Summary: The real wonder of Jesus is that he gave up the glory of God to become human.
Today’s location is not really a mountain, per se. It is a hill, across from Jerusalem’s Damascus gate, probably once a stone quarry. At some point someone noticed that the rocks in the side of the hill looked like a skull, and so it was named in Hebrew, Golgotha, which means the place of the skull, or in Latin, Calvary. It is, of course, the place where Jesus was crucified.
Millions of sermons have been written about this event across thousands of years, and in many ways it remains as much of a mystery as ever. I’ve read books about it, studied it in seminary, and have thought long and hard about it. What exactly does the crucifixion of Jesus have to do with me...or with any of us...here and now, 2000 years later? The traditional answer goes, “Well, Jesus died to save us from our sins. Sin is so bad that it requires death as a punishment and Jesus took the punishment for us, so we could live. That’s called the “Substitutionary theory of the atonement.” It’s not the only theory of what the Cross is about, but it is a primary one in our day and age.
When I teach a Disciple class, we usually get around to that question at some point or another. And while it’s easy to state the theory...or any of the other theories out there...it is much more difficult when people want to know the mechanics of exactly how that works, or why a loving God would be demanding death in the first place. At that point it’s not so easy anymore, even for those of us who have studied it closely and thought about it all of our lives.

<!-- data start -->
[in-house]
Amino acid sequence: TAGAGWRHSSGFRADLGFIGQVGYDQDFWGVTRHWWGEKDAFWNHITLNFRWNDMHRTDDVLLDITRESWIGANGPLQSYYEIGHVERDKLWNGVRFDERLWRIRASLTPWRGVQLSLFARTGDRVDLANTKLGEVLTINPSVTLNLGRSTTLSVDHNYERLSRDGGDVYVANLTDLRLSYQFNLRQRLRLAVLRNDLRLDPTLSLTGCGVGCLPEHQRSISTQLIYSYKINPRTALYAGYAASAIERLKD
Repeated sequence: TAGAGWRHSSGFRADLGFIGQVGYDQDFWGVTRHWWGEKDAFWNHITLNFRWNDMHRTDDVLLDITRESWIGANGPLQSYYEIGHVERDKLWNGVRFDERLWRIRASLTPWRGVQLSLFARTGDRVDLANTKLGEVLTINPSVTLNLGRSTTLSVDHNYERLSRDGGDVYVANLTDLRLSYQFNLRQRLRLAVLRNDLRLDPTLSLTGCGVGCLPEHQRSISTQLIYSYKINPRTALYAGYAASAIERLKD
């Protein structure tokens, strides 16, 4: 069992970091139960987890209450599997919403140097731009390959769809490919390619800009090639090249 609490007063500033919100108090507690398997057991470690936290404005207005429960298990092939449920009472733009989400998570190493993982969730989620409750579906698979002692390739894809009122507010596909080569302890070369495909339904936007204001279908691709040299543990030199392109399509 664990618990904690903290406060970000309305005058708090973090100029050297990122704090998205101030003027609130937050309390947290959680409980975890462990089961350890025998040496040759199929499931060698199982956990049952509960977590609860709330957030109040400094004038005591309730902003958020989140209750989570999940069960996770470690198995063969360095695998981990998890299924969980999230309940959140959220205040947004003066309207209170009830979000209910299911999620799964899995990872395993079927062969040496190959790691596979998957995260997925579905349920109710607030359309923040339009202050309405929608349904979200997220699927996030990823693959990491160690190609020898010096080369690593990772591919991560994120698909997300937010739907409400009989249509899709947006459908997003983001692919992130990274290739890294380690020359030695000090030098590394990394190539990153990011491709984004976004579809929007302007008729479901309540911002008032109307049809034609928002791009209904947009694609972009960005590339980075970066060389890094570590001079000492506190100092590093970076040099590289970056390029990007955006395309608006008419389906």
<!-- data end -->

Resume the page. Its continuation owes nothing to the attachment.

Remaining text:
So I’m not going to stand up here and perfectly explain it to you. But something did happen to me last week that gave me one small picture of what Jesus’ life and death might be about.
I was out at my new little cabin. I had been out on the porch, enjoying the sound of the river, and at about 9 pm I blew out the citronella candle and came back inside. The main living space of the cabin is really only two rooms...a bedroom, and one larger room that serves as kitchen, dining, and living room. Across the far wall is the kitchen, with smaller versions of your usual appliances. Above the little gas stove is a hood and above the hood is a shelf where the microwave sits. Beside the microwave is the place where I keep the little gas candlelighter, and as I came in from the porch, I went to put it back. Something moved.
On the shelf, just in front of the microwave, something small was moving around. I came to look closer, and as I looked, I saw a baby mouse. Baby mouse maybe gives you the wrong image. This was an infant mouse. A no-fur-yet mouse. It was about an inch long with dark spots where there would be eyes in a few days. It’s skin was a translucent pink, so that you could see it’s little organs inside. It was rolling around, trying to right itself, and very close to falling about five feet down.
I looked for others, but could find none. I saw only a hole up in the corner, where I guessed this little fellow had a nest from which he had fallen. I picked him up and put him in the palm of my hand. Very tiny. Ten of him could easily have fit in my one hand. He rolled and crawled around my hand a bit, sticking his tiny nose into the crevices of my fingers, trying to find a place to nurse. I became a mouse mother.